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jimmy m
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08 Oct 2020, 8:08 am

I came across an interesting article about hikikomori in Japan. They are commonly referred to as the “8050 problem,” a reference to reclusive, middle-aged Japanese who live with their elderly parents. Japan has an estimated 613,000 middle-aged hikikomori. The parallel between hikikomori and Aspies seeking work after graduation is very strong. Many of the hikikomori are Japanese Aspies.

So for this reason, this article Japan’s Lost Generation Is Still Jobless and Living With Their Parents was interesting to read.

A man in his late 70s talks about his son, who since failing a college entrance exam two decades ago spends his days in his room, most likely watching TV and surfing the internet, he says. “Do you talk with him about what he wants to do in the future?” Kono asks, sitting at the table with his arms crossed. The father says they had once, but not any longer. When Kono asks if the young man has any friends, the older man answers, “None.”

As I listen, I remember a conversation in which Kono told me his father used to hassle him about getting a job, but the two of them no longer talk about the future. He told me he’s more conscious that his parents are nearing the end of their lives: His father no longer drives, and his mother’s spine is bent with age. “I’d like to get back on my feet and assure them while they are alive,” he said.

When I check in with Kono in September, he tells me the monthly gatherings he organizes were canceled from March through May because of the pandemic but resumed in June. He’s applied for several government clerical jobs earmarked for members of the lost generation. He was turned down for three and is waiting to hear back on others. He says that with private companies cutting back hiring during the Covid-19 recession, programs like these are probably his only option: “This is my last chance to reenter the society.”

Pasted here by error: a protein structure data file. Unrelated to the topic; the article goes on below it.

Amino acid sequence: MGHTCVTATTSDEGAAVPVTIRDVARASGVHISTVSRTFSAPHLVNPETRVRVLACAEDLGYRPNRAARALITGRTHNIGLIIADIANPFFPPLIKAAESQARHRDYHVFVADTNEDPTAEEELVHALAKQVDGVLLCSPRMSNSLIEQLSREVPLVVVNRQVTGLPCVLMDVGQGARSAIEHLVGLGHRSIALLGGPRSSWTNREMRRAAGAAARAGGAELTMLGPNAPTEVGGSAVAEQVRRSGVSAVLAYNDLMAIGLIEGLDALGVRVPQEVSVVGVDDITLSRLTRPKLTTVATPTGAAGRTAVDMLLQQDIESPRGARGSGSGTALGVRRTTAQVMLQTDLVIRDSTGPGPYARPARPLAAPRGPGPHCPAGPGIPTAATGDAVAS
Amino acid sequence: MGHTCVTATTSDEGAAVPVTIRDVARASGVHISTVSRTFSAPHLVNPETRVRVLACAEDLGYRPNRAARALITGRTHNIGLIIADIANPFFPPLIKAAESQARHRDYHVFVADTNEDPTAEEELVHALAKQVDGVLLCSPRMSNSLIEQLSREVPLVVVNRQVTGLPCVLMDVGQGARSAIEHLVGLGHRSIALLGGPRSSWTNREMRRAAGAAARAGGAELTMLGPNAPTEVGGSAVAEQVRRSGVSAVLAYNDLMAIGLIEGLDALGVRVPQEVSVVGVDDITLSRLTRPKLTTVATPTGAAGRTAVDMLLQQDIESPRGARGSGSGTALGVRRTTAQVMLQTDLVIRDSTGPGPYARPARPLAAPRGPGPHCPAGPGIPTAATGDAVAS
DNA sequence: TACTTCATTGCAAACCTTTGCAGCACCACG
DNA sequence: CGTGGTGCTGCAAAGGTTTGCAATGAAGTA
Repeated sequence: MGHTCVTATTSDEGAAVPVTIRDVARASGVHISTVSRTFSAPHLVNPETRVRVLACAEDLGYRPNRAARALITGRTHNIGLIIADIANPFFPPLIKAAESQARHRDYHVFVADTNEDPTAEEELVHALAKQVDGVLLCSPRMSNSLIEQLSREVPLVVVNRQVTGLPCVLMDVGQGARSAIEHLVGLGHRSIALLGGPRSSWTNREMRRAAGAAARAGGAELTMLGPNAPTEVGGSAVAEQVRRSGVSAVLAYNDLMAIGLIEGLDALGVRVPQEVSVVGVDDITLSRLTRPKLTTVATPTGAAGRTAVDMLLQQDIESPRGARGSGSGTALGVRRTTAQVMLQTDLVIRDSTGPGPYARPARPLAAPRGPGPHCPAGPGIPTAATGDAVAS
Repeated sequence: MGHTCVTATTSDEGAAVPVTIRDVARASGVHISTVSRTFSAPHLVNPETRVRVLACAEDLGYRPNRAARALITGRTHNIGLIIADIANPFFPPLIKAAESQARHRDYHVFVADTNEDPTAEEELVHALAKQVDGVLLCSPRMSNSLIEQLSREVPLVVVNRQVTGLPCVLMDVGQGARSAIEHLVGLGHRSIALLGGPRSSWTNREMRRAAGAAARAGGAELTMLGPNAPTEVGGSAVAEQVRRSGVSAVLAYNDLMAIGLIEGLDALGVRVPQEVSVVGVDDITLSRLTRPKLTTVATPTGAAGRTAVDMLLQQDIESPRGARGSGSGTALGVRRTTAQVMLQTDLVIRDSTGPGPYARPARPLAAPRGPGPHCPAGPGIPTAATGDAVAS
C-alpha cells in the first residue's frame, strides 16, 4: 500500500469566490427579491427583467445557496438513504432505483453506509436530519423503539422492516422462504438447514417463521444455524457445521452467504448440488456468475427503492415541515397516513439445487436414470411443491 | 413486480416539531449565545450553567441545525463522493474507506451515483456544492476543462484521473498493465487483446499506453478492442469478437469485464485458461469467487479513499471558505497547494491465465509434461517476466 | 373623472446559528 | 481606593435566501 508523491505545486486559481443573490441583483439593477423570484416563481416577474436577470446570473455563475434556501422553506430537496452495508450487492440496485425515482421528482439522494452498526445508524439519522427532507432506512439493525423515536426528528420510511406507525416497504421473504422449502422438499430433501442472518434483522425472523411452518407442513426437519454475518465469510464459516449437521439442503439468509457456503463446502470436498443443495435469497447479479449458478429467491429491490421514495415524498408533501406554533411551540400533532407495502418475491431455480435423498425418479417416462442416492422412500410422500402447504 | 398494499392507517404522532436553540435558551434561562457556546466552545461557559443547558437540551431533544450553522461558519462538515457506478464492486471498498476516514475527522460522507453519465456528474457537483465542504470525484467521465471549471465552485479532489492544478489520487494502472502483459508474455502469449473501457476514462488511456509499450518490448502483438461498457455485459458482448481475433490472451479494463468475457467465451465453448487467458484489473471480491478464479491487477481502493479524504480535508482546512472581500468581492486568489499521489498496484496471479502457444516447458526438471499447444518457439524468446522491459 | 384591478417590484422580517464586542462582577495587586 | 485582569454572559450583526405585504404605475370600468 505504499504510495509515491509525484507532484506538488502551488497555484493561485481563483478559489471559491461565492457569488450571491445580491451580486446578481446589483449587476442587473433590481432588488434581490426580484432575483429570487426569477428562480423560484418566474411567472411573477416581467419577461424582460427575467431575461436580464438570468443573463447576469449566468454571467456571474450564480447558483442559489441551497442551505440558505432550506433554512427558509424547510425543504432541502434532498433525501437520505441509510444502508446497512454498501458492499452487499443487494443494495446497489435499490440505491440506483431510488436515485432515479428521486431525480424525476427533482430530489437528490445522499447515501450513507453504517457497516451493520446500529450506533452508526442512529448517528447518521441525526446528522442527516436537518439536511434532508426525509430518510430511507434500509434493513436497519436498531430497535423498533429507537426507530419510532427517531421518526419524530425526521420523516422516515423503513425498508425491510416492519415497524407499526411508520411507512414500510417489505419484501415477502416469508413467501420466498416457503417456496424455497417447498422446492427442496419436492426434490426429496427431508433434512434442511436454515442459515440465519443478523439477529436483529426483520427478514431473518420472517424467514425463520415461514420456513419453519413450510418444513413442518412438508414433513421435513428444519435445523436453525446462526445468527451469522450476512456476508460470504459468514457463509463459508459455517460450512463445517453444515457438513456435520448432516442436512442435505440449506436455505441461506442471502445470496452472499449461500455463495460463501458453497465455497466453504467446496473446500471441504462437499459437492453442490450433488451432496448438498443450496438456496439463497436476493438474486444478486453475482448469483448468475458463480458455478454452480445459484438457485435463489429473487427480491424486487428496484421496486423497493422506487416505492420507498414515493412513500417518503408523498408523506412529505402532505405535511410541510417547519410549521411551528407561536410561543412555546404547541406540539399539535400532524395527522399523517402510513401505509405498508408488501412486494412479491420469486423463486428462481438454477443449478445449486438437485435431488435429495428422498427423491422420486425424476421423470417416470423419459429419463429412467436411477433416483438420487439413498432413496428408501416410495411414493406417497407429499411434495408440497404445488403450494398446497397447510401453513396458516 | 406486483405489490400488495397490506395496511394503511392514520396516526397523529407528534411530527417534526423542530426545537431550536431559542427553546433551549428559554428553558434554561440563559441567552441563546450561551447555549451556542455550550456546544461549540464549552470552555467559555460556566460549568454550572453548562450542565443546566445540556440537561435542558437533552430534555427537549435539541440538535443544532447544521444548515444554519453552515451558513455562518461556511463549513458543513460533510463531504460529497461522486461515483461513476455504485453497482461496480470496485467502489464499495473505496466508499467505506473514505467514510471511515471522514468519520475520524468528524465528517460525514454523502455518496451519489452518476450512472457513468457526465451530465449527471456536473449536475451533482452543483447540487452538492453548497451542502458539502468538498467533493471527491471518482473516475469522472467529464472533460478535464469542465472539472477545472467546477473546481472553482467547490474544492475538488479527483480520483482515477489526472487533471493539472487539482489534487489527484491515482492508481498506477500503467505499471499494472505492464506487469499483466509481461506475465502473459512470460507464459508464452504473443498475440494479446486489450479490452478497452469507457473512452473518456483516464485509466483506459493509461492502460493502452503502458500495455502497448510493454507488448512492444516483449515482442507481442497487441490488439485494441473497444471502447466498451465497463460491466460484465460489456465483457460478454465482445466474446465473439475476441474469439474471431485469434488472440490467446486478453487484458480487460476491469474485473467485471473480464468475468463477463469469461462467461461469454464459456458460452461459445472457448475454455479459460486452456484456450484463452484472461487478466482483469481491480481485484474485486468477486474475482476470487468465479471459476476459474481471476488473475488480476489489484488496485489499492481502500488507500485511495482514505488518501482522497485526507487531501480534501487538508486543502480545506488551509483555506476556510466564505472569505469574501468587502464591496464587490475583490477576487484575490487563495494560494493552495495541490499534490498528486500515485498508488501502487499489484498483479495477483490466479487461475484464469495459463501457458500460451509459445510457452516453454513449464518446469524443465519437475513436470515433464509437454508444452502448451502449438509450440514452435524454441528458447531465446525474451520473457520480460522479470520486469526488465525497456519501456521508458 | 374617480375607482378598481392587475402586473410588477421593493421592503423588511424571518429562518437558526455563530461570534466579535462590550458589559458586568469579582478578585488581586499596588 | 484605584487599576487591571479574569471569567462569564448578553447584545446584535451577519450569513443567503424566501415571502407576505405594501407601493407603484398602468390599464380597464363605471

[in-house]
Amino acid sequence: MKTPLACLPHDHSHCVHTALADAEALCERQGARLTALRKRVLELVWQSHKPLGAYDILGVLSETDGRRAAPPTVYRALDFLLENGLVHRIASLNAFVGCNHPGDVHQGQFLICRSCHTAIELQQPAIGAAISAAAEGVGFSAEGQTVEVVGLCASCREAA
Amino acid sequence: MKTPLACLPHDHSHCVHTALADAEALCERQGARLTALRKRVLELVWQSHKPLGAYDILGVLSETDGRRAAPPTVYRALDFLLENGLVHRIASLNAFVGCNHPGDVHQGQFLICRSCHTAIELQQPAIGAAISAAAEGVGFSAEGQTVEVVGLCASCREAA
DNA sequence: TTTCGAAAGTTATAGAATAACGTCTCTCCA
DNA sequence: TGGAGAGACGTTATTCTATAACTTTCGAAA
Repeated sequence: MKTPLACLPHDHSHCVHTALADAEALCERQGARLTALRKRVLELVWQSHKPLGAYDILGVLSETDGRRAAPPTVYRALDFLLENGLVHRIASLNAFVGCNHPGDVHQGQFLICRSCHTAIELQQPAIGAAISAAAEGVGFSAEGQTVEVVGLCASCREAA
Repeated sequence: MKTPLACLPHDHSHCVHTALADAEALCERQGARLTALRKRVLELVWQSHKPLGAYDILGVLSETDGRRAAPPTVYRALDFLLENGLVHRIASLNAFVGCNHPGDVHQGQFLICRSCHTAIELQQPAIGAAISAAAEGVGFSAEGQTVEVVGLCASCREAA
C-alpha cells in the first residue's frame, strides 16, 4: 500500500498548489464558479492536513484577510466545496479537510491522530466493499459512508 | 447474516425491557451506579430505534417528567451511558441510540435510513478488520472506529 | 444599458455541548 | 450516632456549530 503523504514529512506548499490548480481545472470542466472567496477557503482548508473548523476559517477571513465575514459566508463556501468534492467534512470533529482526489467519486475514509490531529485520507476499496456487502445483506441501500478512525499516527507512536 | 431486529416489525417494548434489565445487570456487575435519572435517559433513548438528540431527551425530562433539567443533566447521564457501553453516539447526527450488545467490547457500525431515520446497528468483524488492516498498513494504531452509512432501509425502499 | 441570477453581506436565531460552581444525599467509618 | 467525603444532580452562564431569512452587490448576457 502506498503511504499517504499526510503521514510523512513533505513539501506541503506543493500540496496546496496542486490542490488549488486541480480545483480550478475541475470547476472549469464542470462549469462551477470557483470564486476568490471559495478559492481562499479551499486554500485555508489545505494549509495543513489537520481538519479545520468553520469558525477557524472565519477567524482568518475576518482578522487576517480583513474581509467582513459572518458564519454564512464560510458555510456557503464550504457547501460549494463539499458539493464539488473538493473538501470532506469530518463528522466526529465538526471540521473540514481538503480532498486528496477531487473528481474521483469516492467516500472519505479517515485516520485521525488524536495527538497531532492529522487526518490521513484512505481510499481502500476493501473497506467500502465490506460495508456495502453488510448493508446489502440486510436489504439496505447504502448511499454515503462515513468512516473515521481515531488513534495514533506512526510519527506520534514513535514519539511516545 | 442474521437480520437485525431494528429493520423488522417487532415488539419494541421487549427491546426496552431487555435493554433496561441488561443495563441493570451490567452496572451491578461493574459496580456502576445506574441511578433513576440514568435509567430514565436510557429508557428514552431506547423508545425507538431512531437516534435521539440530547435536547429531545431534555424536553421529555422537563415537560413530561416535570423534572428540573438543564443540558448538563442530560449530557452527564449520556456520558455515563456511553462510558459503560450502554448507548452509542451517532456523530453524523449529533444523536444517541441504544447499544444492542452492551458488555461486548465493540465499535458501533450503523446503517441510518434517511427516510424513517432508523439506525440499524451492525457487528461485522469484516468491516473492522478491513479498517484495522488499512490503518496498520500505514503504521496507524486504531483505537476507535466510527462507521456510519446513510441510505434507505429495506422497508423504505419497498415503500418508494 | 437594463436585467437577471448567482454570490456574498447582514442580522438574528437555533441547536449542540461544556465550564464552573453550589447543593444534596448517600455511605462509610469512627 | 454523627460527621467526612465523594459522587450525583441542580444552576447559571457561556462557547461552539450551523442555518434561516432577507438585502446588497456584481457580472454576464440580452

It is a good article and well worth the read.


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that1weirdgrrrl
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08 Oct 2020, 10:35 pm

This is very sad. I sincerely hope he is able to catch a break in the workforce. I deeply empathize with his struggle :cry:



idntonkw
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08 Oct 2020, 11:30 pm

jimmy m wrote:
I came across an interesting article about hikikomori in Japan. They are commonly referred to as the “8050 problem,” a reference to reclusive, middle-aged Japanese who live with their elderly parents. Japan has an estimated 613,000 middle-aged hikikomori. The parallel between hikikomori and Aspies seeking work after graduation is very strong. Many of the hikikomori are Japanese Aspies.

So for this reason, this article Japan’s Lost Generation Is Still Jobless and Living With Their Parents was interesting to read.

A man in his late 70s talks about his son, who since failing a college entrance exam two decades ago spends his days in his room, most likely watching TV and surfing the internet, he says. “Do you talk with him about what he wants to do in the future?” Kono asks, sitting at the table with his arms crossed. The father says they had once, but not any longer. When Kono asks if the young man has any friends, the older man answers, “None.”